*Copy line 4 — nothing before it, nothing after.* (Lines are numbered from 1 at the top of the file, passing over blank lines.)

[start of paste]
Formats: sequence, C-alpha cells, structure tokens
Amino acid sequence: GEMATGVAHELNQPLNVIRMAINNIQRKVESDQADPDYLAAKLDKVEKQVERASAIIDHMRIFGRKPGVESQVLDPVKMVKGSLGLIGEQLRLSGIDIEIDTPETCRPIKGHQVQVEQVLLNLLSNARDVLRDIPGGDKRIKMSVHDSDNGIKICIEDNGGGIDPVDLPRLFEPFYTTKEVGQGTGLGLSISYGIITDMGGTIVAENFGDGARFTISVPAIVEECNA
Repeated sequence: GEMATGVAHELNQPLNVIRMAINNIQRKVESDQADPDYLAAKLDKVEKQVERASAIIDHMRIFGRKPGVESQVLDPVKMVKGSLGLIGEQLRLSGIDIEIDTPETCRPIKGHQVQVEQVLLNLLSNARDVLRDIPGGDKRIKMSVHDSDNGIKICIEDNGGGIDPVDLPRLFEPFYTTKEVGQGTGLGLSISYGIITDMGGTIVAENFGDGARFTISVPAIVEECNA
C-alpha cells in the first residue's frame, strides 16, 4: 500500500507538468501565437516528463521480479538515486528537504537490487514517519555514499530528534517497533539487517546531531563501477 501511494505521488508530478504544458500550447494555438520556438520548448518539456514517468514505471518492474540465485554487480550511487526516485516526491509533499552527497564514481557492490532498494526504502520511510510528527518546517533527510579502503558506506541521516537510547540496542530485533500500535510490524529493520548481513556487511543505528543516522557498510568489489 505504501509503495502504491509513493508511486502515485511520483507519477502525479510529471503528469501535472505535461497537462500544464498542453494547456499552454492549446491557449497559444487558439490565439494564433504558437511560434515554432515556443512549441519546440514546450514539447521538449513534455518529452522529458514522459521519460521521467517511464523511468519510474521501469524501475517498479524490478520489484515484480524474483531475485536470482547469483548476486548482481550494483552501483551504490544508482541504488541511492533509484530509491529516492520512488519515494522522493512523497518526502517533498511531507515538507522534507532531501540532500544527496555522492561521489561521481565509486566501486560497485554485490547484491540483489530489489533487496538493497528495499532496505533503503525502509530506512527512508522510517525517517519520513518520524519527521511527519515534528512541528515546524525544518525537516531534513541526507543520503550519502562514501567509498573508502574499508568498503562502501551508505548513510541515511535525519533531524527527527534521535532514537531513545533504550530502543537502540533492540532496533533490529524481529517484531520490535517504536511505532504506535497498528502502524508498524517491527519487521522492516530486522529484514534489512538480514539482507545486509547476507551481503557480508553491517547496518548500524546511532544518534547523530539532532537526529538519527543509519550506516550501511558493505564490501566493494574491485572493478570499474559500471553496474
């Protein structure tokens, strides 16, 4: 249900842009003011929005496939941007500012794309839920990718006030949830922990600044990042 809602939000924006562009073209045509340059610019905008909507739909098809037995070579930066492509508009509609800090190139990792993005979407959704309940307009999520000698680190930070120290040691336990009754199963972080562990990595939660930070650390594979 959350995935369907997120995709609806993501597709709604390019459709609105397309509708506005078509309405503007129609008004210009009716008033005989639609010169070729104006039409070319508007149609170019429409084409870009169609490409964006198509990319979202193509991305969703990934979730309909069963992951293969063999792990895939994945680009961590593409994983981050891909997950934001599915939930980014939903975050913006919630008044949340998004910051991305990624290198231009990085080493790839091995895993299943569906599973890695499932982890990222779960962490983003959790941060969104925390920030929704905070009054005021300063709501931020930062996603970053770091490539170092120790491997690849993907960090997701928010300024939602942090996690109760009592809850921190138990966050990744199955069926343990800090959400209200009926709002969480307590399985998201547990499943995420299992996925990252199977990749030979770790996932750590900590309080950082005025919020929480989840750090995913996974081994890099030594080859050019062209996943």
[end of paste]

C-alpha cells in the first residue's frame, strides 16, 4: 500500500507538468501565437516528463521480479538515486528537504537490487514517519555514499530528534517497533539487517546531531563501477 501511494505521488508530478504544458500550447494555438520556438520548448518539456514517468514505471518492474540465485554487480550511487526516485516526491509533499552527497564514481557492490532498494526504502520511510510528527518546517533527510579502503558506506541521516537510547540496542530485533500500535510490524529493520548481513556487511543505528543516522557498510568489489 505504501509503495502504491509513493508511486502515485511520483507519477502525479510529471503528469501535472505535461497537462500544464498542453494547456499552454492549446491557449497559444487558439490565439494564433504558437511560434515554432515556443512549441519546440514546450514539447521538449513534455518529452522529458514522459521519460521521467517511464523511468519510474521501469524501475517498479524490478520489484515484480524474483531475485536470482547469483548476486548482481550494483552501483551504490544508482541504488541511492533509484530509491529516492520512488519515494522522493512523497518526502517533498511531507515538507522534507532531501540532500544527496555522492561521489561521481565509486566501486560497485554485490547484491540483489530489489533487496538493497528495499532496505533503503525502509530506512527512508522510517525517517519520513518520524519527521511527519515534528512541528515546524525544518525537516531534513541526507543520503550519502562514501567509498573508502574499508568498503562502501551508505548513510541515511535525519533531524527527527534521535532514537531513545533504550530502543537502540533492540532496533533490529524481529517484531520490535517504536511505532504506535497498528502502524508498524517491527519487521522492516530486522529484514534489512538480514539482507545486509547476507551481503557480508553491517547496518548500524546511532544518534547523530539532532537526529538519527543509519550506516550501511558493505564490501566493494574491485572493478570499474559500471553496474